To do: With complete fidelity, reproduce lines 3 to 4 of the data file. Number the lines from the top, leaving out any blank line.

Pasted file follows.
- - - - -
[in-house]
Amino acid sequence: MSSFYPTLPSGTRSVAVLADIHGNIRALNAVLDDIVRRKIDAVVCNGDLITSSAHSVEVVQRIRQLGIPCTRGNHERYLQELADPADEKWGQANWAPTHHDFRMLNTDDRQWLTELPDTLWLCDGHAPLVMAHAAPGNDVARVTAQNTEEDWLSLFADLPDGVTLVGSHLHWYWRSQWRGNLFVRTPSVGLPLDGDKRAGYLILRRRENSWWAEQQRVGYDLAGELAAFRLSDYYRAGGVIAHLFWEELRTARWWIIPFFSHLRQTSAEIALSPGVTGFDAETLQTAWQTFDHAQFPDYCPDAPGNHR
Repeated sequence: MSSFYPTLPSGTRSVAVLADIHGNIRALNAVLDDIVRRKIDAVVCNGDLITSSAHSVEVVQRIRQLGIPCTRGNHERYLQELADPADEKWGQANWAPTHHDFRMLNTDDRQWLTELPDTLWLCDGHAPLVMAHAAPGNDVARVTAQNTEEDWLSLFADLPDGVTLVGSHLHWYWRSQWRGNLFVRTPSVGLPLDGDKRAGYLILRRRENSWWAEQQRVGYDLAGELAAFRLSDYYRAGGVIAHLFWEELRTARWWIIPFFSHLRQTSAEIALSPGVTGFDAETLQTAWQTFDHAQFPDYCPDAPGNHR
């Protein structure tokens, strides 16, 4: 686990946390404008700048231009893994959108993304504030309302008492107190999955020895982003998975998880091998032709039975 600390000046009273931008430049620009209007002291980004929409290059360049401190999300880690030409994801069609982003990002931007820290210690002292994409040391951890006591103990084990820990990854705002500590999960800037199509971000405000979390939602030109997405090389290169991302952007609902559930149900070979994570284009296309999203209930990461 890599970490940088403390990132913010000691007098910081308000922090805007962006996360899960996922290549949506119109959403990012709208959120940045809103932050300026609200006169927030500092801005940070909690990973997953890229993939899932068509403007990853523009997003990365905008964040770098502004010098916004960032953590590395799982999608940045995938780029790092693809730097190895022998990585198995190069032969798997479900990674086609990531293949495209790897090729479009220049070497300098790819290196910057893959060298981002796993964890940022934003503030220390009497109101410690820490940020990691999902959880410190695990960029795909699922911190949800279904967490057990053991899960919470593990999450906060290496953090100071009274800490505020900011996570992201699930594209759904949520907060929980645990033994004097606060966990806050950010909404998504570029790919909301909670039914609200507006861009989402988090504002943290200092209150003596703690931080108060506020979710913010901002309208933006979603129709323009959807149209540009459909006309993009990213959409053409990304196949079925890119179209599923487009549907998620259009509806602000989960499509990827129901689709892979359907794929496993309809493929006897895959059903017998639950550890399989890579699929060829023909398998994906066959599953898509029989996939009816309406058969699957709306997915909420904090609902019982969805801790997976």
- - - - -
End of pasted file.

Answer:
Repeated sequence: MSSFYPTLPSGTRSVAVLADIHGNIRALNAVLDDIVRRKIDAVVCNGDLITSSAHSVEVVQRIRQLGIPCTRGNHERYLQELADPADEKWGQANWAPTHHDFRMLNTDDRQWLTELPDTLWLCDGHAPLVMAHAAPGNDVARVTAQNTEEDWLSLFADLPDGVTLVGSHLHWYWRSQWRGNLFVRTPSVGLPLDGDKRAGYLILRRRENSWWAEQQRVGYDLAGELAAFRLSDYYRAGGVIAHLFWEELRTARWWIIPFFSHLRQTSAEIALSPGVTGFDAETLQTAWQTFDHAQFPDYCPDAPGNHR
């Protein structure tokens, strides 16, 4: 686990946390404008700048231009893994959108993304504030309302008492107190999955020895982003998975998880091998032709039975 600390000046009273931008430049620009209007002291980004929409290059360049401190999300880690030409994801069609982003990002931007820290210690002292994409040391951890006591103990084990820990990854705002500590999960800037199509971000405000979390939602030109997405090389290169991302952007609902559930149900070979994570284009296309999203209930990461 890599970490940088403390990132913010000691007098910081308000922090805007962006996360899960996922290549949506119109959403990012709208959120940045809103932050300026609200006169927030500092801005940070909690990973997953890229993939899932068509403007990853523009997003990365905008964040770098502004010098916004960032953590590395799982999608940045995938780029790092693809730097190895022998990585198995190069032969798997479900990674086609990531293949495209790897090729479009220049070497300098790819290196910057893959060298981002796993964890940022934003503030220390009497109101410690820490940020990691999902959880410190695990960029795909699922911190949800279904967490057990053991899960919470593990999450906060290496953090100071009274800490505020900011996570992201699930594209759904949520907060929980645990033994004097606060966990806050950010909404998504570029790919909301909670039914609200507006861009989402988090504002943290200092209150003596703690931080108060506020979710913010901002309208933006979603129709323009959807149209540009459909006309993009990213959409053409990304196949079925890119179209599923487009549907998620259009509806602000989960499509990827129901689709892979359907794929496993309809493929006897895959059903017998639950550890399989890579699929060829023909398998994906066959599953898509029989996939009816309406058969699957709306997915909420904090609902019982969805801790997976």